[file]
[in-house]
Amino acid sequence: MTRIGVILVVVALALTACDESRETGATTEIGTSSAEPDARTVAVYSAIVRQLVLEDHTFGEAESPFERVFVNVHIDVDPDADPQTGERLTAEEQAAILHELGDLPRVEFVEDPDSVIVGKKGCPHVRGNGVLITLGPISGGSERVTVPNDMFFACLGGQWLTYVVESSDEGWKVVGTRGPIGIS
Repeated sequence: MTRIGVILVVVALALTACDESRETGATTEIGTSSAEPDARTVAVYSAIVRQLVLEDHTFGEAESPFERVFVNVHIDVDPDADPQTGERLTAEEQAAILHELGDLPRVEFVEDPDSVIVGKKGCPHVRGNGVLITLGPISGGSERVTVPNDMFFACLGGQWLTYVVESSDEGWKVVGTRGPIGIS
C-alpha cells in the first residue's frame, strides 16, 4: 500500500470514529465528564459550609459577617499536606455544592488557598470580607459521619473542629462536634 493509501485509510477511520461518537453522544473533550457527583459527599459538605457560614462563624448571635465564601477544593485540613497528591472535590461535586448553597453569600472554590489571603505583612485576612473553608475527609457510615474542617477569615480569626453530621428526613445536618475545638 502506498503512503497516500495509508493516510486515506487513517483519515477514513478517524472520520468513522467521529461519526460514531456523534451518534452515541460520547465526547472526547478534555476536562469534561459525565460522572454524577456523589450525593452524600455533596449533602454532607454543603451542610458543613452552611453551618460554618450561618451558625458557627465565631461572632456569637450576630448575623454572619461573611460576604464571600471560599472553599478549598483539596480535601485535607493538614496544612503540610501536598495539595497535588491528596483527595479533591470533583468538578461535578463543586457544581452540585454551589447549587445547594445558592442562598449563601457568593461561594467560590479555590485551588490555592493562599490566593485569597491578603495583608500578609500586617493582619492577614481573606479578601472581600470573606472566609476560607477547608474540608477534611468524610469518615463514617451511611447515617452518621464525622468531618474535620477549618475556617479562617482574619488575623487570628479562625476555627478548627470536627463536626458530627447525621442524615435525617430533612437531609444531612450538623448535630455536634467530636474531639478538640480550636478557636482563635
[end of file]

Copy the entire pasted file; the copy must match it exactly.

[in-house]
Amino acid sequence: MTRIGVILVVVALALTACDESRETGATTEIGTSSAEPDARTVAVYSAIVRQLVLEDHTFGEAESPFERVFVNVHIDVDPDADPQTGERLTAEEQAAILHELGDLPRVEFVEDPDSVIVGKKGCPHVRGNGVLITLGPISGGSERVTVPNDMFFACLGGQWLTYVVESSDEGWKVVGTRGPIGIS
Repeated sequence: MTRIGVILVVVALALTACDESRETGATTEIGTSSAEPDARTVAVYSAIVRQLVLEDHTFGEAESPFERVFVNVHIDVDPDADPQTGERLTAEEQAAILHELGDLPRVEFVEDPDSVIVGKKGCPHVRGNGVLITLGPISGGSERVTVPNDMFFACLGGQWLTYVVESSDEGWKVVGTRGPIGIS
C-alpha cells in the first residue's frame, strides 16, 4: 500500500470514529465528564459550609459577617499536606455544592488557598470580607459521619473542629462536634 493509501485509510477511520461518537453522544473533550457527583459527599459538605457560614462563624448571635465564601477544593485540613497528591472535590461535586448553597453569600472554590489571603505583612485576612473553608475527609457510615474542617477569615480569626453530621428526613445536618475545638 502506498503512503497516500495509508493516510486515506487513517483519515477514513478517524472520520468513522467521529461519526460514531456523534451518534452515541460520547465526547472526547478534555476536562469534561459525565460522572454524577456523589450525593452524600455533596449533602454532607454543603451542610458543613452552611453551618460554618450561618451558625458557627465565631461572632456569637450576630448575623454572619461573611460576604464571600471560599472553599478549598483539596480535601485535607493538614496544612503540610501536598495539595497535588491528596483527595479533591470533583468538578461535578463543586457544581452540585454551589447549587445547594445558592442562598449563601457568593461561594467560590479555590485551588490555592493562599490566593485569597491578603495583608500578609500586617493582619492577614481573606479578601472581600470573606472566609476560607477547608474540608477534611468524610469518615463514617451511611447515617452518621464525622468531618474535620477549618475556617479562617482574619488575623487570628479562625476555627478548627470536627463536626458530627447525621442524615435525617430533612437531609444531612450538623448535630455536634467530636474531639478538640480550636478557636482563635